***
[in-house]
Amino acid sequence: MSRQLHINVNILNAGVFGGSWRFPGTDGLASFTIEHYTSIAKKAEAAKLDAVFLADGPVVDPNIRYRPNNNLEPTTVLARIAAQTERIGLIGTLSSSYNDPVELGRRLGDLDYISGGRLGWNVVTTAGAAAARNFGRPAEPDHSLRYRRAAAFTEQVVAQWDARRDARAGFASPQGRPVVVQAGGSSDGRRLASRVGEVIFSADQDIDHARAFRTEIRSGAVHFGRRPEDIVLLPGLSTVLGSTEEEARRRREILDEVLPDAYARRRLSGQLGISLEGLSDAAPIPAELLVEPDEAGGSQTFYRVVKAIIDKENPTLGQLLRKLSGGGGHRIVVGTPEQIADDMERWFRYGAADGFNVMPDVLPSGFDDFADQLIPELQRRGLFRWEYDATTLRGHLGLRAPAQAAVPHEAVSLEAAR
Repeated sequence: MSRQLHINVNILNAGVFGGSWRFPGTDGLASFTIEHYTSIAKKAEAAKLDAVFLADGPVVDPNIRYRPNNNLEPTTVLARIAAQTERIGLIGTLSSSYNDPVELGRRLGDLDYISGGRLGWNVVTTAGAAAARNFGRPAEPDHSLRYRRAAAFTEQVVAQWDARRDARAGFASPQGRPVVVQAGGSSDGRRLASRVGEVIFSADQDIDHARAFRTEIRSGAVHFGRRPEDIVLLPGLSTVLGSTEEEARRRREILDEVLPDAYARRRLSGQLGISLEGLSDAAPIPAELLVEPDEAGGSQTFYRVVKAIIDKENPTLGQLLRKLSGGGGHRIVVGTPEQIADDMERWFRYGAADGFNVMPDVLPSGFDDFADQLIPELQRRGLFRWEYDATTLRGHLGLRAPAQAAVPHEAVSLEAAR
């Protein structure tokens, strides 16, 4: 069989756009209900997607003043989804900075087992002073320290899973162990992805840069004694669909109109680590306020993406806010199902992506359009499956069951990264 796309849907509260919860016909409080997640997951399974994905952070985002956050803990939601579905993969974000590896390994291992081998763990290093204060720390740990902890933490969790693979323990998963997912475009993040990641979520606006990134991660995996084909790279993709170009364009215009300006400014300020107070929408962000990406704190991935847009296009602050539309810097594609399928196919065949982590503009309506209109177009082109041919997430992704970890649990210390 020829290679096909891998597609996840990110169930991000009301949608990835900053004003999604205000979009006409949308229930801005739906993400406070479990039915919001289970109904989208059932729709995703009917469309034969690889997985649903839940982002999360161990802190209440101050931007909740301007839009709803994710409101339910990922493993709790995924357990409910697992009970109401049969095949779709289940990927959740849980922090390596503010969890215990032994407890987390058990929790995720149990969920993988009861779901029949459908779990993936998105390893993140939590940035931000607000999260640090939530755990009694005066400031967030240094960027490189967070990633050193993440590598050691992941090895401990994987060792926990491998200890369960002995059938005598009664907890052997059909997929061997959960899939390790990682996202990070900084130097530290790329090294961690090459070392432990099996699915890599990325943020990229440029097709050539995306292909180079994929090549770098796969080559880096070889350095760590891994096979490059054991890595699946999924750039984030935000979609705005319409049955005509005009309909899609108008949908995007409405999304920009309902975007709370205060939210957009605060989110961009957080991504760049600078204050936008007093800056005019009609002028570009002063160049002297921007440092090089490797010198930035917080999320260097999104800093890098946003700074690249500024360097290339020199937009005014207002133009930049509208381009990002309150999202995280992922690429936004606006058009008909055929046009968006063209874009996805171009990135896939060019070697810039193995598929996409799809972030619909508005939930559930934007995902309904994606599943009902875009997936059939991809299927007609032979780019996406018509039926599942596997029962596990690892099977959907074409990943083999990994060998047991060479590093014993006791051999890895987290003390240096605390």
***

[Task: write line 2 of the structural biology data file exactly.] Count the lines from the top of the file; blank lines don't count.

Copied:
Amino acid sequence: MSRQLHINVNILNAGVFGGSWRFPGTDGLASFTIEHYTSIAKKAEAAKLDAVFLADGPVVDPNIRYRPNNNLEPTTVLARIAAQTERIGLIGTLSSSYNDPVELGRRLGDLDYISGGRLGWNVVTTAGAAAARNFGRPAEPDHSLRYRRAAAFTEQVVAQWDARRDARAGFASPQGRPVVVQAGGSSDGRRLASRVGEVIFSADQDIDHARAFRTEIRSGAVHFGRRPEDIVLLPGLSTVLGSTEEEARRRREILDEVLPDAYARRRLSGQLGISLEGLSDAAPIPAELLVEPDEAGGSQTFYRVVKAIIDKENPTLGQLLRKLSGGGGHRIVVGTPEQIADDMERWFRYGAADGFNVMPDVLPSGFDDFADQLIPELQRRGLFRWEYDATTLRGHLGLRAPAQAAVPHEAVSLEAAR